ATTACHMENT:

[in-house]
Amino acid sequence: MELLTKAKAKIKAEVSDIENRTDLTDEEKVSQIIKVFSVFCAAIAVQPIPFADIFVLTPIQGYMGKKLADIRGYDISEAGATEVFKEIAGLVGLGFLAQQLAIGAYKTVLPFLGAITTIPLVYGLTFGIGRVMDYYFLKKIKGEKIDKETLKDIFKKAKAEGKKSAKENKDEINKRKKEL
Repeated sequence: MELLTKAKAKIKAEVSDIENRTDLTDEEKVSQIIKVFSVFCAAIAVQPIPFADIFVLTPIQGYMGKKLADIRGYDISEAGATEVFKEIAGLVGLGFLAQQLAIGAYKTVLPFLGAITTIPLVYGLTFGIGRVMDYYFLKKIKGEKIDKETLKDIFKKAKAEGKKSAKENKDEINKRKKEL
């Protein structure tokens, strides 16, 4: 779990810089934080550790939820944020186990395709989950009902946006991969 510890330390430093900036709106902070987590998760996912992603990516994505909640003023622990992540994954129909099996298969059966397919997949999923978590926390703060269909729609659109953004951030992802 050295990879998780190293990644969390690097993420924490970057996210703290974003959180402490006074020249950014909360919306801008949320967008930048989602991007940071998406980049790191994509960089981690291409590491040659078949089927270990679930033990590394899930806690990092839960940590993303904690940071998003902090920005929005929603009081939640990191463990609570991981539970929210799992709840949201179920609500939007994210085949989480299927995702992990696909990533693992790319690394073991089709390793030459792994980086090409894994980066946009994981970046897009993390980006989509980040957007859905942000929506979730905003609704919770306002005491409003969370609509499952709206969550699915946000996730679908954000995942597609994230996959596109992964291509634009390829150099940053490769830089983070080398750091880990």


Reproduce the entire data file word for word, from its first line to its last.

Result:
[in-house]
Amino acid sequence: MELLTKAKAKIKAEVSDIENRTDLTDEEKVSQIIKVFSVFCAAIAVQPIPFADIFVLTPIQGYMGKKLADIRGYDISEAGATEVFKEIAGLVGLGFLAQQLAIGAYKTVLPFLGAITTIPLVYGLTFGIGRVMDYYFLKKIKGEKIDKETLKDIFKKAKAEGKKSAKENKDEINKRKKEL
Repeated sequence: MELLTKAKAKIKAEVSDIENRTDLTDEEKVSQIIKVFSVFCAAIAVQPIPFADIFVLTPIQGYMGKKLADIRGYDISEAGATEVFKEIAGLVGLGFLAQQLAIGAYKTVLPFLGAITTIPLVYGLTFGIGRVMDYYFLKKIKGEKIDKETLKDIFKKAKAEGKKSAKENKDEINKRKKEL
């Protein structure tokens, strides 16, 4: 779990810089934080550790939820944020186990395709989950009902946006991969 510890330390430093900036709106902070987590998760996912992603990516994505909640003023622990992540994954129909099996298969059966397919997949999923978590926390703060269909729609659109953004951030992802 050295990879998780190293990644969390690097993420924490970057996210703290974003959180402490006074020249950014909360919306801008949320967008930048989602991007940071998406980049790191994509960089981690291409590491040659078949089927270990679930033990590394899930806690990092839960940590993303904690940071998003902090920005929005929603009081939640990191463990609570991981539970929210799992709840949201179920609500939007994210085949989480299927995702992990696909990533693992790319690394073991089709390793030459792994980086090409894994980066946009994981970046897009993390980006989509980040957007859905942000929506979730905003609704919770306002005491409003969370609509499952709206969550699915946000996730679908954000995942597609994230996959596109992964291509634009390829150099940053490769830089983070080398750091880990």